February 24, 2021


We heard about why rookie RBs would not be able to thrive in 2020. The lack of OTAs and preseason games would slow acclimation to the NFL game. Players might not have state-of-the-art training facilities to get their work in while dealing with closures caused by the pandemic. 

Antonio Gibson rose from a 7th-round ADP to the RB5 through Week 12 before he got hurt. He’s a good candidate to keep rising.

We heard about why rookie RBs would not be able to thrive in 2020. The lack of OTAs and preseason games would slow acclimation to the NFL game. Players might not have state-of-the-art training facilities to get their work in while dealing with closures caused by the pandemic. 

Then the season happened, and a pair of rookies ended up in the Top 10 in fantasy scoring (Jonathan Taylor and James Robinson). It wasn’t always pretty, but one of the most valuable lessons that was reinforced is that if a rookie RB doesn’t explode on the scene like Ezekiel Elliott in 2016 or Saquon Barkely in 2018, that there could be production in the back half of that rookie season.

There are also examples of players who show glimpses in their rookie years. An example is Christian McCaffrey following up his 2017 rookie season with 435 rushing yards – and 651 receiving yards – with a monster season where he was just 35 yards shy of 2000 total and added 13 TDs. David Montgomery was an example this past season, when he followed up a pedestrian rookie season of 889 rushing yards with over 1500 all-purpose yards and 10 TDs. 

The sophomore year is very important for the RB position. It’s often when players hit their peak season. Eric Dickerson’s NFL-record 2105 rushing yards in 1984 was his second year in the NFL. David Johnson’s 2118 all-purpose yards and 20 TDs came in his second season. 

It fits, if RBs show some glimpses of having the talent and the opportunity during their rookie years, a full NFL offseason could lead the way to a breakout. Let’s take a look at some of the players who showed some promise in their 2020 rookie seasons.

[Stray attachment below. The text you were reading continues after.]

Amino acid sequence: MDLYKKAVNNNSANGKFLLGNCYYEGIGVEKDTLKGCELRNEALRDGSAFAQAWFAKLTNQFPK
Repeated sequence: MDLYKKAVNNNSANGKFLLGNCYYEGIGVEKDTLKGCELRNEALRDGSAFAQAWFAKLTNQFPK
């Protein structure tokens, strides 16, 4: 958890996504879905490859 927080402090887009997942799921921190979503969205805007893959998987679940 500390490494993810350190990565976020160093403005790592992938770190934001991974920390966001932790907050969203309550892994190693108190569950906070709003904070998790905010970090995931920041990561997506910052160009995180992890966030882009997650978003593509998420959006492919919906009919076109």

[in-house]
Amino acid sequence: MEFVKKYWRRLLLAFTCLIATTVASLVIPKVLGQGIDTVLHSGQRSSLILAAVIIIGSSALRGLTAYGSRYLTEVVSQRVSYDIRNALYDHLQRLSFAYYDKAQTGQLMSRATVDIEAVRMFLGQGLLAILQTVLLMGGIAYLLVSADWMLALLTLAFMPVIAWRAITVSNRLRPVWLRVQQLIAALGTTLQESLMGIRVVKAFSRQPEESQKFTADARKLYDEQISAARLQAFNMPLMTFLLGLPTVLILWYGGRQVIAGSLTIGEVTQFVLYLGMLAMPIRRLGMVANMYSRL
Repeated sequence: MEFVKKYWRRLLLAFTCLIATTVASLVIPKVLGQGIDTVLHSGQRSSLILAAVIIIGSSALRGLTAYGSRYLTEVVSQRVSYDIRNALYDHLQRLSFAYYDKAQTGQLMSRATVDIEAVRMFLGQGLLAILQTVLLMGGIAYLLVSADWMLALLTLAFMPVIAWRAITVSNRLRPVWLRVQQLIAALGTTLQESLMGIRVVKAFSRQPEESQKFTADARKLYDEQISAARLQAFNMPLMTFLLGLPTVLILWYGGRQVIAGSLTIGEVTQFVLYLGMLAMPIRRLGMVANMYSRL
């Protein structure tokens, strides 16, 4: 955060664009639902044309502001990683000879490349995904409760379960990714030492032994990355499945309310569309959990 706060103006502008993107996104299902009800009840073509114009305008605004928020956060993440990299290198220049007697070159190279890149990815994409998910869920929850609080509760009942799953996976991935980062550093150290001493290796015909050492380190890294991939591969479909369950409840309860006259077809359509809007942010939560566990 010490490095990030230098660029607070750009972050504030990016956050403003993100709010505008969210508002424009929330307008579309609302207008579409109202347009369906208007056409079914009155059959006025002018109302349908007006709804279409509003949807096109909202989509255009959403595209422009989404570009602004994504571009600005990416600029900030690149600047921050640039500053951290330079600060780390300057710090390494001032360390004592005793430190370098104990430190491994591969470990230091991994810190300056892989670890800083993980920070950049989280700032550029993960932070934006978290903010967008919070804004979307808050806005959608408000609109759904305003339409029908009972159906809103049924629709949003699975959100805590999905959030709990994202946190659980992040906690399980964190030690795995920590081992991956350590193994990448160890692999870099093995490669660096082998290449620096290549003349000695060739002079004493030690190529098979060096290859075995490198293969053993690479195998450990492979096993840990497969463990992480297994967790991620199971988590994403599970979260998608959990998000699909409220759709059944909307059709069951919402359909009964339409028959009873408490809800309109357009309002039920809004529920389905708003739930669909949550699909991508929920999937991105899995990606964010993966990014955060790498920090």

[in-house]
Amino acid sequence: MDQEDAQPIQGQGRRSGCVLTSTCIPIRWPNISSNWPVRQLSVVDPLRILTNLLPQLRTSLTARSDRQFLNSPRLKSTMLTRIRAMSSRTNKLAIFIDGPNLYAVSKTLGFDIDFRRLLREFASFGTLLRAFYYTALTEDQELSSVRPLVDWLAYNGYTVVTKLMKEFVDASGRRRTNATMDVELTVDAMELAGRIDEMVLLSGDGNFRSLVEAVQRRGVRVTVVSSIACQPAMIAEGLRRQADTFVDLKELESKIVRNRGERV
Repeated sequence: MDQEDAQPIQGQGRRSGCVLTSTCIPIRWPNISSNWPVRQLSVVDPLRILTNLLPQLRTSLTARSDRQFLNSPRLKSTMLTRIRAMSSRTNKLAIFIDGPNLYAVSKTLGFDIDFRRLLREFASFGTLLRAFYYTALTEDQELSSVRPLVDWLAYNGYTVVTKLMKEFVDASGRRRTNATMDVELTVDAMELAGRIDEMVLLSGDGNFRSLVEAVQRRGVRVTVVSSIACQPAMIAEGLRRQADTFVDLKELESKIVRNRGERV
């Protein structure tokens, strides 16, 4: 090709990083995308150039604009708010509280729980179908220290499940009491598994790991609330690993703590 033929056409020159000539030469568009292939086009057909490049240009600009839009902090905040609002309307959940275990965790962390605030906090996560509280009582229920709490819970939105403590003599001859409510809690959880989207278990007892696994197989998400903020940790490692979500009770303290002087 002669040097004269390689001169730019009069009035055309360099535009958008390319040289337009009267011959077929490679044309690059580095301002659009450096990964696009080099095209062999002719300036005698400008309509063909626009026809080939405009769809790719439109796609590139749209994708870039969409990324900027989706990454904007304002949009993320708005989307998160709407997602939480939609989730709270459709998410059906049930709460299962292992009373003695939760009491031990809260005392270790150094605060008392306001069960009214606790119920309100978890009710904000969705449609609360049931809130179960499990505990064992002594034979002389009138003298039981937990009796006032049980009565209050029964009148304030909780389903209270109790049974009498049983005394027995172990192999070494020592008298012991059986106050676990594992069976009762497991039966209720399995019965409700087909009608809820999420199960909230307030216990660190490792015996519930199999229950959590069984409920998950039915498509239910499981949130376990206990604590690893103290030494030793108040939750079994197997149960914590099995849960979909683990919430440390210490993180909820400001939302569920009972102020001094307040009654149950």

Taken in the 2nd round, #41 overall, Taylor had fantasy managers salivating at all the possibilities that lie ahead of him. He was one of the fastest rookie RBs at the scouting combine. PFF’s top-ranked O-line going into the season would be blowing holes open for him. Yet something seemed off.

Even with the starting RB job to himself after Marlon Mack tore his Achilles in Week 1, Taylor seemed to stumble after getting 101 yards rushing on 26 attempts the next week. He didn’t even get to 90 rushing yards until Week 11. Then he started a run where he went for 119 carries for 741 yards and 7 TDs to be ranked as the RB3 in PPR scoring over that closing kick.

His epic Week 17 game that clinched a playoff berth for the Colts saw him rush 30 times for 253 yards and 2 TDs. 

Taylor’s prospects for 2021 are exciting. The Colts return 4 of 5 members of an O-line that was ranked #7 by PFF. They have plenty of salary cap space to find a replacement, though All-Pro LG Quenton Nelson is a possibility to protect Carson Wentz’s blind side. Wentz will likely take more shots downfield than the retired Philip Rivers, and that will keep defenses from crowding the line. 

Taylor also took 49 RZ carries, and converted 8 of them for TDs. Yes, Nyheim Hines is back, and could take some targets away from Taylor, though the Wisconsin product did grab 36 of 40 balls thrown his way. So even if Hines gets his, Taylor won’t be left wanting in overall opportunities. 

Let’s also keep in mind that the other three NFC South teams were among the worst in the NFL last year in defending the run. Even with improvement, they won’t be good bets to jump into the top tier of run defenses in a single offseason.

Put it all together: All-around talented RB. Great offensive line. Strong finish giving him momentum. QB taking shots downfield. Opposing defenses in the division being soft against the run. This could be a top 5 RB in 2021.

Raise your hand if you saw Mr. Robinson coming. Liar! I was in a draft on the Sunday of Labor Day Weekend, with the season only 4 days away from starting. Ryquell Armstead got picked. Several backups like Jamaal Williams got picked. Kickers got picked. Robinson didn’t.

Robinson was the most chingon free agent pickup of most fantasy leagues. Some grabbed him before the start of the season, though many scooped him up after he totaled 90 yards. A good sign that he was going to be the lead caballo in 2020.